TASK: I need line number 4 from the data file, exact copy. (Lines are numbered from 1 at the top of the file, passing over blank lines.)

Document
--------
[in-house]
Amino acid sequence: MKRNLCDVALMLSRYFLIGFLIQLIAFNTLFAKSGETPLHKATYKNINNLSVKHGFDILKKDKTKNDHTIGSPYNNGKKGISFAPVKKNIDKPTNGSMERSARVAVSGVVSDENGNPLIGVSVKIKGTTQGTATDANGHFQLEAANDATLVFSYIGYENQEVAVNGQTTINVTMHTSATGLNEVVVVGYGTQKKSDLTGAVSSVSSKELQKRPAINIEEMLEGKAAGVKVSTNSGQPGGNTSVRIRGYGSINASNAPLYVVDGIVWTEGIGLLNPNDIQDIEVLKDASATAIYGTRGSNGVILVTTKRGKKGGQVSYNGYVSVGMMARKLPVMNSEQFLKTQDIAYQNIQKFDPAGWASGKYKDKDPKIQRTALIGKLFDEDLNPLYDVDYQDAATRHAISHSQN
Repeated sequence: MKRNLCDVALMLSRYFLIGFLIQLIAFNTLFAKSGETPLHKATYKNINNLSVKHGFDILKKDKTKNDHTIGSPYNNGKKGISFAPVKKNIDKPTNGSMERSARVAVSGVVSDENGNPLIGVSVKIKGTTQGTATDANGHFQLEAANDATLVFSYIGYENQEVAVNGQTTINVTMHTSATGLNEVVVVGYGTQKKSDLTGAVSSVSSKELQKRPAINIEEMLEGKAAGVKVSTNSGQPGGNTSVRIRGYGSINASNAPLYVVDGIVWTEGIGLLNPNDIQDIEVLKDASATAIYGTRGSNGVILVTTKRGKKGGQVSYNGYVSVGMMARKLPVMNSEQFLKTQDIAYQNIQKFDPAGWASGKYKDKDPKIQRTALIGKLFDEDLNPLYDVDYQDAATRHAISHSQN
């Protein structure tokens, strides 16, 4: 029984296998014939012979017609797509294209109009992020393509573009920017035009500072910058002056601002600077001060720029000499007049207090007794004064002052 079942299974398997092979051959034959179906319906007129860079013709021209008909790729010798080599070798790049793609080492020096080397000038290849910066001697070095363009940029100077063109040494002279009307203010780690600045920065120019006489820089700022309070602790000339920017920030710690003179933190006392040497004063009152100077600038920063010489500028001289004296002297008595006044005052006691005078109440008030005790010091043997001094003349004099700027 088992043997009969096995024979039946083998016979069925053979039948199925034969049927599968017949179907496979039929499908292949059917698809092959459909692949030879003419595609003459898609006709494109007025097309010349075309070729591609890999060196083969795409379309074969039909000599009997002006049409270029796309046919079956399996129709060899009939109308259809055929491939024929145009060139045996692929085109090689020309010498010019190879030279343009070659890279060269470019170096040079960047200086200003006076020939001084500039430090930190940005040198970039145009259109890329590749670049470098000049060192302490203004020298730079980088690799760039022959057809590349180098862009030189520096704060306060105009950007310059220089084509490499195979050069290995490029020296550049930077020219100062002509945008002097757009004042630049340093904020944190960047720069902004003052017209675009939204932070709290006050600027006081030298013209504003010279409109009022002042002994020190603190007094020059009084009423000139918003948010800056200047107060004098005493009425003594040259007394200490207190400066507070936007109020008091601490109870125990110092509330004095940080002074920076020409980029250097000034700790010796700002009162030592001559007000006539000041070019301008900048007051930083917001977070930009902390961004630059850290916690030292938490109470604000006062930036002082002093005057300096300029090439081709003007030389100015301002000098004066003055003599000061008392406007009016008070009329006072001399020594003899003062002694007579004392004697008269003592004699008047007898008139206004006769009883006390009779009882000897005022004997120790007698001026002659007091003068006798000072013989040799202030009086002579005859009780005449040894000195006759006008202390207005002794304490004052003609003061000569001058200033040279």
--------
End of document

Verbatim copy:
């Protein structure tokens, strides 16, 4: 029984296998014939012979017609797509294209109009992020393509573009920017035009500072910058002056601002600077001060720029000499007049207090007794004064002052 079942299974398997092979051959034959179906319906007129860079013709021209008909790729010798080599070798790049793609080492020096080397000038290849910066001697070095363009940029100077063109040494002279009307203010780690600045920065120019006489820089700022309070602790000339920017920030710690003179933190006392040497004063009152100077600038920063010489500028001289004296002297008595006044005052006691005078109440008030005790010091043997001094003349004099700027 088992043997009969096995024979039946083998016979069925053979039948199925034969049927599968017949179907496979039929499908292949059917698809092959459909692949030879003419595609003459898609006709494109007025097309010349075309070729591609890999060196083969795409379309074969039909000599009997002006049409270029796309046919079956399996129709060899009939109308259809055929491939024929145009060139045996692929085109090689020309010498010019190879030279343009070659890279060269470019170096040079960047200086200003006076020939001084500039430090930190940005040198970039145009259109890329590749670049470098000049060192302490203004020298730079980088690799760039022959057809590349180098862009030189520096704060306060105009950007310059220089084509490499195979050069290995490029020296550049930077020219100062002509945008002097757009004042630049340093904020944190960047720069902004003052017209675009939204932070709290006050600027006081030298013209504003010279409109009022002042002994020190603190007094020059009084009423000139918003948010800056200047107060004098005493009425003594040259007394200490207190400066507070936007109020008091601490109870125990110092509330004095940080002074920076020409980029250097000034700790010796700002009162030592001559007000006539000041070019301008900048007051930083917001977070930009902390961004630059850290916690030292938490109470604000006062930036002082002093005057300096300029090439081709003007030389100015301002000098004066003055003599000061008392406007009016008070009329006072001399020594003899003062002694007579004392004697008269003592004699008047007898008139206004006769009883006390009779009882000897005022004997120790007698001026002659007091003068006798000072013989040799202030009086002579005859009780005449040894000195006759006008202390207005002794304490004052003609003061000569001058200033040279």